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Immunodeficiency due to selective anti-polysaccharide antibody deficiency

Orpha number ORPHA70593
Synonym(s) -
Prevalence <1 / 1 000 000
Inheritance
  • Multigenic/multifactorial
Age of onset Childhood
ICD-10
  • D80.8
OMIM -
UMLS -
MeSH -
MedDRA -
SNOMED CT -

Summary

Immunodeficiency due to selective anti-polysaccharide antibody deficiency is characterized by normal immunoglobulin levels (including IgG sub-classes) but impaired polysaccharide responsiveness (IPR). Although the prevalence is not really known, around 100 cases have been reported in the literature, indicating that this syndrome is a rare primary immunodeficiency. The onset of the disease generally occurs during childhood, between 2 to 7 years of age. Approximately 60% of patients are male. Patients suffer from recurrent bacterial infections, mostly of the respiratory tract. The offending bacteria are those with a polysaccharide capsule, such as pneumococci, Hemophilus influenzae, meningococci and group B streptococci. Sepsis and meningitis occur less frequently. Allergic manifestations are observed in half of the patients. This immunodeficiency is likely heterogeneous with multiple causes. Genetic factors may play a role, as indicated by the observation of a higher prevalence in certain ethnic populations and of some familial cases. Several hypotheses have been proposed concerning the cause of the disease, but the most likely is a defect in splenic marginal zone B cells. Indeed, polysaccharide antigens are concentrated and presented to B cells by the dendritic cells within the spleen marginal zone. In favour of this hypothesis is the observation of an impaired polysaccharide antibody response in splenectomized patients. The diagnosis is established by identifying deficient antibody response to polysaccharide antigens (usually Haemophilus influenzae b vaccine) contrasting with normal immunoglobulin (including the IgG subclasses) levels and unaffected antibody production to protein antigens (tetanus toxoid, diphtheria). As most children under 2 years of age have a physiological defect in response to polysaccharide antigens, the diagnosis cannot be assessed before this age. The differential diagnosis should exclude other primary immunodeficiencies also characterized by a defective response to polysaccharide antigens, essentially the IgG2-IgG4 deficiency. A defect in antibody production to polysaccharides may be associated with the Wiskott-Aldrich syndrome or Common Variable Immuno Deficiency (CVID). Recently, an adult patient with Btk-deficiency has been reported as only affected by impaired polysaccharide responsiveness. Besides their use for controlling infections, antibiotics should also be given as a prophylactic treatment. Immunoglobulin substitution could also be of benefit whenever prophylactic antibiotherapy fails. Vaccination with the conjugate antipneumococcal vaccine is also required. Under treatment, infections are generally well controlled. However, patients should be carefully followed-up since this condition can evolve into a more severe immunodeficiency (IgG subclass deficiency or CVID).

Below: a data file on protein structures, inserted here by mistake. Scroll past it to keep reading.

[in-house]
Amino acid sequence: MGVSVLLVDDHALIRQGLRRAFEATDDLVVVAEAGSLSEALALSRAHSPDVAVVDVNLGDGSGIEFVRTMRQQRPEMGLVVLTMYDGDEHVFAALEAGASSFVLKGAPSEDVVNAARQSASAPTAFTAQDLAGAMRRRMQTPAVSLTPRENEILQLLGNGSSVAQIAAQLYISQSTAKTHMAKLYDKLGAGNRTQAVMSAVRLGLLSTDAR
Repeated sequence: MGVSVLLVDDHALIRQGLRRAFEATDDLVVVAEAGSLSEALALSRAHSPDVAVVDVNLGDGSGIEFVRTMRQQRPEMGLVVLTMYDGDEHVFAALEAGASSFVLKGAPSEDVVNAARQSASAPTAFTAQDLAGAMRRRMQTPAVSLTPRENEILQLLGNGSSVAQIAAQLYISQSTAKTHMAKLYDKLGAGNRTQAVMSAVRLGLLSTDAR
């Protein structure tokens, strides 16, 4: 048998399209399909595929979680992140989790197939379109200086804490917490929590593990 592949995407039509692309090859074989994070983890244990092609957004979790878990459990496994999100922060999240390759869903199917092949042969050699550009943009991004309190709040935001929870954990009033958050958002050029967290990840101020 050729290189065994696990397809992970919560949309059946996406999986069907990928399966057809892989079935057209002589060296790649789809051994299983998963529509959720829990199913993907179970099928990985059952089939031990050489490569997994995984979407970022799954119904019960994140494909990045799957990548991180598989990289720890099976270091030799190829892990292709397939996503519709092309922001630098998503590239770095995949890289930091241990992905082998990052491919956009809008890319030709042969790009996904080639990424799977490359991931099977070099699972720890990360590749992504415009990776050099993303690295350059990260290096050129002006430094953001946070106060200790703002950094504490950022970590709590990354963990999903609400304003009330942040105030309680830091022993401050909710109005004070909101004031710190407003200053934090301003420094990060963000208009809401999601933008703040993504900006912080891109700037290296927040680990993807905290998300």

Expert reviewer(s)

  • Dr Anne DURANDY

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